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Wind project generates concerns about birds  

Credit:  By Margaret Slayton | St. Joseph News-Press | November 14, 2015 | www.newspressnow.com ~~

Wildlife conservationists have raised concerns for a proposed wind farm in Atchison County that could impact the migration of birds into Squaw Creek National Wildlife Refuge.

Tradewind Energy based in Lenexa, Kansas, is planning to build around 150 wind turbines that are about 500 feet tall as part of the Rock Creek Wind Project covering 30,000 acres of land. The turbines will be placed between the city of Tarkio in the center of the county and Tarkio Prairie Conservation Area in the eastern part of the county.

The county currently has around 100 turbines in operation in the western part of the county.

Janet Sternberg, policy coordinator from the Missouri Department of Conservation, said the proposed project is in the migratory corridor for species that fly into the refuge from Iowa.

“We try to encourage the wind companies to go to already disturbed lands to site turbines,” she said. “We also ask them to stay away from forested patches primarily because it’s beneficial for the bats, and the larger raptor species will use those larger patches for nesting, so you’re kind of helping keep projects away from those areas, too.”

Ms. Sternberg said the conservation department and the U.S. Fish & Wildlife Service do not have regulations for the placement of wind turbines, but they do attend meetings with the companies.

She said the studies on the impact to birds and bats is being conducted by Todd Mattson from the wind company Element Power that had proposed the Mill Creek Wind Farm near the refuge last year. The wind farm was later canceled due to the potential impact on protected birds and bats from the project.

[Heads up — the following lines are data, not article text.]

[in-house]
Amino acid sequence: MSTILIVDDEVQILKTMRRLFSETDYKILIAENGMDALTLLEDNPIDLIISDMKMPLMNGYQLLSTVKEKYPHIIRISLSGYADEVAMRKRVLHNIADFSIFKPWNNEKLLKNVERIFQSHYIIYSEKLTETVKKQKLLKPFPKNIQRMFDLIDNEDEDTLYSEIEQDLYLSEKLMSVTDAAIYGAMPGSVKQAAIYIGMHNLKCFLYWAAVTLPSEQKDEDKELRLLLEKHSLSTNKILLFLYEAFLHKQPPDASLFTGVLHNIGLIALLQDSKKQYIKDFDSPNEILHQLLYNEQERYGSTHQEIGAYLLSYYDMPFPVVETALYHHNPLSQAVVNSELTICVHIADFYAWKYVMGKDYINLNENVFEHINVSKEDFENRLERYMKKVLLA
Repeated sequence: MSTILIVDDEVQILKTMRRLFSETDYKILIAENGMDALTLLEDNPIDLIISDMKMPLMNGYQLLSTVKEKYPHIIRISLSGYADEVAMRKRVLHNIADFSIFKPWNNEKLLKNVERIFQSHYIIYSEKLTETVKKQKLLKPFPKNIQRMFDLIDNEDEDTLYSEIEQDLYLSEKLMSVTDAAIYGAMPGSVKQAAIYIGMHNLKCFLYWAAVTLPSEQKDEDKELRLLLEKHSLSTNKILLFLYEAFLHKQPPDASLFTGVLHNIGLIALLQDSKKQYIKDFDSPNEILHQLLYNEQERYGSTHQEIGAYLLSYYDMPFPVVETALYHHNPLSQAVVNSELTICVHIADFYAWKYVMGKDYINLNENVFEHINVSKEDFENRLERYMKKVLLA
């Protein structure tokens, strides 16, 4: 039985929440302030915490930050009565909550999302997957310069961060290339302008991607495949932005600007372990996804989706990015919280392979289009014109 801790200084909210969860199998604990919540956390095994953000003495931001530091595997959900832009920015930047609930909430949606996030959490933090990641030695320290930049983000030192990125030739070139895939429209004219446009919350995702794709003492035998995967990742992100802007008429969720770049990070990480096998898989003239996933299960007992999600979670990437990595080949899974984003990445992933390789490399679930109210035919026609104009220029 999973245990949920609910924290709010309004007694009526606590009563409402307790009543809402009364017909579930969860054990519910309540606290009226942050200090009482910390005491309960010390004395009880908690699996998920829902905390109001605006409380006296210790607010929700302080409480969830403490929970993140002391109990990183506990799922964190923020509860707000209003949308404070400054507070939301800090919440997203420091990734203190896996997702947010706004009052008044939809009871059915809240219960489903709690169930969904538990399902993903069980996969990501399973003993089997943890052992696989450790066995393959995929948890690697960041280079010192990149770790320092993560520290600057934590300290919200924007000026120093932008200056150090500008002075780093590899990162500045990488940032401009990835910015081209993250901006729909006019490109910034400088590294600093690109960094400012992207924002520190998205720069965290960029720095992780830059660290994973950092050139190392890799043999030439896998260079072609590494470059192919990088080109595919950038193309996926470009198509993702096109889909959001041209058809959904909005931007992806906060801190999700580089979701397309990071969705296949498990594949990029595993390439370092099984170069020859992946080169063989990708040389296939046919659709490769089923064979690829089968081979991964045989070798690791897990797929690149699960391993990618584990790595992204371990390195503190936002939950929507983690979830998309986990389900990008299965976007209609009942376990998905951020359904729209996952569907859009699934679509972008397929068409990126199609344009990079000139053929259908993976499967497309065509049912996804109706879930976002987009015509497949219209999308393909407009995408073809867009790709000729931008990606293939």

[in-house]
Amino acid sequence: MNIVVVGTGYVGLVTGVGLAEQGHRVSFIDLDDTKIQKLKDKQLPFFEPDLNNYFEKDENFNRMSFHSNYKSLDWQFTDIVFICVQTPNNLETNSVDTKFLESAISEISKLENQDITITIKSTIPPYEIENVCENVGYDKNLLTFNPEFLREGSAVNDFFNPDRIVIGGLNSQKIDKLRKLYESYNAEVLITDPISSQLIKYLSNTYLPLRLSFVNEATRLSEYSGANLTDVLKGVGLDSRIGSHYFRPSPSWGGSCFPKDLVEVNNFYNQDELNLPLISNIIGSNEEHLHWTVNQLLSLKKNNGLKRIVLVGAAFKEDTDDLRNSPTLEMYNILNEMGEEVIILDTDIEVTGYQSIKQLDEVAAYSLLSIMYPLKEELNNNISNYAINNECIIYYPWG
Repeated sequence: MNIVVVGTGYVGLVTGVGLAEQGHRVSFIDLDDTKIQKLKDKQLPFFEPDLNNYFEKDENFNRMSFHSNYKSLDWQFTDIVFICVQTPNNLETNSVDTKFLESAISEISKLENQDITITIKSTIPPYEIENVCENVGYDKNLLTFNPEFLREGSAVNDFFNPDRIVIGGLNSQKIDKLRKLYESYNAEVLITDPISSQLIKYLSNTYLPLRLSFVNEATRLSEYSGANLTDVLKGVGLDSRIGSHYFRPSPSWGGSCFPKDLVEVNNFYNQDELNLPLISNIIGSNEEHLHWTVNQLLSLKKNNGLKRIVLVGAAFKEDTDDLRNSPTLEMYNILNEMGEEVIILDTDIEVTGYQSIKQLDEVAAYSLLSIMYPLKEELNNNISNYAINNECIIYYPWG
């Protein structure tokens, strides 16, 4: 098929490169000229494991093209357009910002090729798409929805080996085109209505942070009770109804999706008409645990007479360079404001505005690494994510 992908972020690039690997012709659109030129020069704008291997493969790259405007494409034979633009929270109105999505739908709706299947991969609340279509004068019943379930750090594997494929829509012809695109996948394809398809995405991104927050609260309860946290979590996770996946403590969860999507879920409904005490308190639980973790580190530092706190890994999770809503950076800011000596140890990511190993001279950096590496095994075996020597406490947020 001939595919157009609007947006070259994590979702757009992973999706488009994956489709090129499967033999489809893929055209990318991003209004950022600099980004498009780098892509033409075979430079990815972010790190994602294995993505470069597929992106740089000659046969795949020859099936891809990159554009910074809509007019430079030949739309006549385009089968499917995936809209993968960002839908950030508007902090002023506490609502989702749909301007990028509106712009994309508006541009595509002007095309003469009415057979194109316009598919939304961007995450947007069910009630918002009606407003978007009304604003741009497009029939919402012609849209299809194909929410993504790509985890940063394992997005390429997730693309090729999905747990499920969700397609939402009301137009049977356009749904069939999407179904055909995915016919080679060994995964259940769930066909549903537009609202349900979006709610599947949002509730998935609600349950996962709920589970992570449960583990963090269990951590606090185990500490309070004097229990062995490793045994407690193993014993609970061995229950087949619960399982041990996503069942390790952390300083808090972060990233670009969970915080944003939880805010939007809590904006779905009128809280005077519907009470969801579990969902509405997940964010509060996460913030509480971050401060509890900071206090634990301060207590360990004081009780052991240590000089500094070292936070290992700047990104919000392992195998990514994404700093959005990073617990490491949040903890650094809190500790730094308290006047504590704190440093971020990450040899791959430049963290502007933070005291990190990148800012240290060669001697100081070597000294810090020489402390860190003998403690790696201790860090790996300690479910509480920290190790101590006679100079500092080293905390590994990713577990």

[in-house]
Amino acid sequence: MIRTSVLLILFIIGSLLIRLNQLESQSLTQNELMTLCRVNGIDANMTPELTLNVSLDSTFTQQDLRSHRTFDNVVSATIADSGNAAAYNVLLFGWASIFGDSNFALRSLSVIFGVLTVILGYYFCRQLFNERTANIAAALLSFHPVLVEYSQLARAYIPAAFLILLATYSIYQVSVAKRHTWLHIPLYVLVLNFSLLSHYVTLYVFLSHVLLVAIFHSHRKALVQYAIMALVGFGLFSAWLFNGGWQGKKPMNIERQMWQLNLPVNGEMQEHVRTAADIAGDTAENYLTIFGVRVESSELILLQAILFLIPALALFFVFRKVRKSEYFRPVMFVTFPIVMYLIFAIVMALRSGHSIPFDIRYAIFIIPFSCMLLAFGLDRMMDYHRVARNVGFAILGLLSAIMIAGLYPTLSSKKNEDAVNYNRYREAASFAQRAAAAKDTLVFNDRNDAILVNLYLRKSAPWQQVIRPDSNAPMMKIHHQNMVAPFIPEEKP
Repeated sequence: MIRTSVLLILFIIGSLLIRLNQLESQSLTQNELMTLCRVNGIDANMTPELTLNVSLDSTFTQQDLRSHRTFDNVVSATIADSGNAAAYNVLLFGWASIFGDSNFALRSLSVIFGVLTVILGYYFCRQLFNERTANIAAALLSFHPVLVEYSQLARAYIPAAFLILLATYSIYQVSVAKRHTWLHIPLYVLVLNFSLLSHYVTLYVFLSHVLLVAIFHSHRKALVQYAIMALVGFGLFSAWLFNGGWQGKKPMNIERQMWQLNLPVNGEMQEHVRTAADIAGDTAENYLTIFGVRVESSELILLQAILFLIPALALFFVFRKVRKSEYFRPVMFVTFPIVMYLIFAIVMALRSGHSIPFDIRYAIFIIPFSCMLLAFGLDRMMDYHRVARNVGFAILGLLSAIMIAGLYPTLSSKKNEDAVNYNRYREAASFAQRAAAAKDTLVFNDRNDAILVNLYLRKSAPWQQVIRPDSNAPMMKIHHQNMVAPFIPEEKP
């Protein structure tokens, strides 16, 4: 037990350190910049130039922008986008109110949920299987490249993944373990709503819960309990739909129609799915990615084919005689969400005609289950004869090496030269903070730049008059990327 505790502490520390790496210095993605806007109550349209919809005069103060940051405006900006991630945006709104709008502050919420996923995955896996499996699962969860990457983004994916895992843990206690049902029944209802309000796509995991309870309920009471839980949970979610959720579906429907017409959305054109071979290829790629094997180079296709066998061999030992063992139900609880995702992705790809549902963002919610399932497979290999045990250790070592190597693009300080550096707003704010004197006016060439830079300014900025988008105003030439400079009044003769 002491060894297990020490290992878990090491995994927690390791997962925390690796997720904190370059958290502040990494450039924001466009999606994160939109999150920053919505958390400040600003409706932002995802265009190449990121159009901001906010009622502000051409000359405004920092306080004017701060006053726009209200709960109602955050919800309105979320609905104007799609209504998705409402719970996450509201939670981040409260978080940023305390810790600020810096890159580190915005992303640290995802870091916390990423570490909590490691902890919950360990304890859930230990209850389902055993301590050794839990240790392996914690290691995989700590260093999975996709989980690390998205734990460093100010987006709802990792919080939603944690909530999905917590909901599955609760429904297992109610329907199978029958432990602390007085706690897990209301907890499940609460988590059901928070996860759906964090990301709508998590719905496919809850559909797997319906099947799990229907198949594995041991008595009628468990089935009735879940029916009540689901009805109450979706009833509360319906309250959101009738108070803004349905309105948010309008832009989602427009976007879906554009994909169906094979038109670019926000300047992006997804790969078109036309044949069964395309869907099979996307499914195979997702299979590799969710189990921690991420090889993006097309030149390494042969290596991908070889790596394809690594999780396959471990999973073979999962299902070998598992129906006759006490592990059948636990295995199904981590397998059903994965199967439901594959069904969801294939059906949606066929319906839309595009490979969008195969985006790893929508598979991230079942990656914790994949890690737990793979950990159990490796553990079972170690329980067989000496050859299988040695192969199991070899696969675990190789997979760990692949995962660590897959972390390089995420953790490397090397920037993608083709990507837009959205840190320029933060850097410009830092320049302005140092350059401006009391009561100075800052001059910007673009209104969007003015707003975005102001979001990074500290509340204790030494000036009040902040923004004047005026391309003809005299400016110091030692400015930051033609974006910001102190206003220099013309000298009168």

According to Tradewind’s website, the results of the wildlife studies conducted by the third party indicates that there will be no impact to threatened or endangered species.

The U.S. Fish & Wildlife Service has recommended Tradewind write an environmental assessment and apply for permits to allow protected species such as eagles to be killed at the facility. The permits would allow for efforts to be launched in other areas to offset species impacted. The service says companies operating without a permit for protected species are operating at the risk federal penalties.

However, Tradewind has not opted to apply for the permits or released a conservation assessment.

Ms. Sternberg said the department recommends that wind companies consider impacts to birds and bats along with terrestrial wildlife and those that live underground.

Curtis Livengood, an Atchison County commissioner, said county officials met with Tradewind over the summer. He said the company has met the county’s enhanced enterprise zone criteria for building and he supports the development as long as it acquires the appropriate permits.

Repeated attempts to contact project manager Rod Northway for a map of the proposed project and wildlife studies has not been returned.

For more information on the Rock Creek Wind Farm visit http://tradewindenergy.com/project/rock-creek-wind.

Source:  By Margaret Slayton | St. Joseph News-Press | November 14, 2015 | www.newspressnow.com

This article is the work of the source indicated. Any opinions expressed in it are not necessarily those of National Wind Watch.

The copyright of this article resides with the author or publisher indicated. As part of its noncommercial effort to present the environmental, social, scientific, and economic issues of large-scale wind power development to a global audience seeking such information, National Wind Watch endeavors to observe “fair use” as provided for in section 107 of U.S. Copyright Law and similar “fair dealing” provisions of the copyright laws of other nations. Send requests to excerpt, general inquiries, and comments via e-mail.

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